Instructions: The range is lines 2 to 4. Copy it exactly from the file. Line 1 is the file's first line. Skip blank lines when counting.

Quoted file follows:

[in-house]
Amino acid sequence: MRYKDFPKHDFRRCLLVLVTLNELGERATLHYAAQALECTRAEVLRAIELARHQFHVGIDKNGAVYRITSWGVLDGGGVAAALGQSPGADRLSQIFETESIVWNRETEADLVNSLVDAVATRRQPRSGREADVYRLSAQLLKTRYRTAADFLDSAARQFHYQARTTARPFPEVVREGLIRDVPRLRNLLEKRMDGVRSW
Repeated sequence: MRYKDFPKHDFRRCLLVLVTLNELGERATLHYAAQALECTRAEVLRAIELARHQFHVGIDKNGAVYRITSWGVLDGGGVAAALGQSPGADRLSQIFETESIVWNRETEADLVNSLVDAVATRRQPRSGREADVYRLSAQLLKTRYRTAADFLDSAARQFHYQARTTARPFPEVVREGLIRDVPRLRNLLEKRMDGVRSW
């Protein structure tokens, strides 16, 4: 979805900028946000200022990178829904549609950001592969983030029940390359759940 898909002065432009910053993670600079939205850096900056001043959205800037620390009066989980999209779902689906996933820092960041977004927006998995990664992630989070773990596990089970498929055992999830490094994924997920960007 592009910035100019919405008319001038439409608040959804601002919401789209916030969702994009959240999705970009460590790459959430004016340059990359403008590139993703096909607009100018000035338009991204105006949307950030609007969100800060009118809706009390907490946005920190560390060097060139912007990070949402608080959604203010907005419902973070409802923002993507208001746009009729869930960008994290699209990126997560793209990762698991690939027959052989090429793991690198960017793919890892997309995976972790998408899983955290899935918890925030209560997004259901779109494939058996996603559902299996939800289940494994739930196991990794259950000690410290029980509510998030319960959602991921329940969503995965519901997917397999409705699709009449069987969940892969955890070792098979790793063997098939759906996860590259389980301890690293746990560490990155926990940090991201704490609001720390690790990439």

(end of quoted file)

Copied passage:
Amino acid sequence: MRYKDFPKHDFRRCLLVLVTLNELGERATLHYAAQALECTRAEVLRAIELARHQFHVGIDKNGAVYRITSWGVLDGGGVAAALGQSPGADRLSQIFETESIVWNRETEADLVNSLVDAVATRRQPRSGREADVYRLSAQLLKTRYRTAADFLDSAARQFHYQARTTARPFPEVVREGLIRDVPRLRNLLEKRMDGVRSW
Repeated sequence: MRYKDFPKHDFRRCLLVLVTLNELGERATLHYAAQALECTRAEVLRAIELARHQFHVGIDKNGAVYRITSWGVLDGGGVAAALGQSPGADRLSQIFETESIVWNRETEADLVNSLVDAVATRRQPRSGREADVYRLSAQLLKTRYRTAADFLDSAARQFHYQARTTARPFPEVVREGLIRDVPRLRNLLEKRMDGVRSW
């Protein structure tokens, strides 16, 4: 979805900028946000200022990178829904549609950001592969983030029940390359759940 898909002065432009910053993670600079939205850096900056001043959205800037620390009066989980999209779902689906996933820092960041977004927006998995990664992630989070773990596990089970498929055992999830490094994924997920960007 592009910035100019919405008319001038439409608040959804601002919401789209916030969702994009959240999705970009460590790459959430004016340059990359403008590139993703096909607009100018000035338009991204105006949307950030609007969100800060009118809706009390907490946005920190560390060097060139912007990070949402608080959604203010907005419902973070409802923002993507208001746009009729869930960008994290699209990126997560793209990762698991690939027959052989090429793991690198960017793919890892997309995976972790998408899983955290899935918890925030209560997004259901779109494939058996996603559902299996939800289940494994739930196991990794259950000690410290029980509510998030319960959602991921329940969503995965519901997917397999409705699709009449069987969940892969955890070792098979790793063997098939759906996860590259389980301890690293746990560490990155926990940090991201704490609001720390690790990439």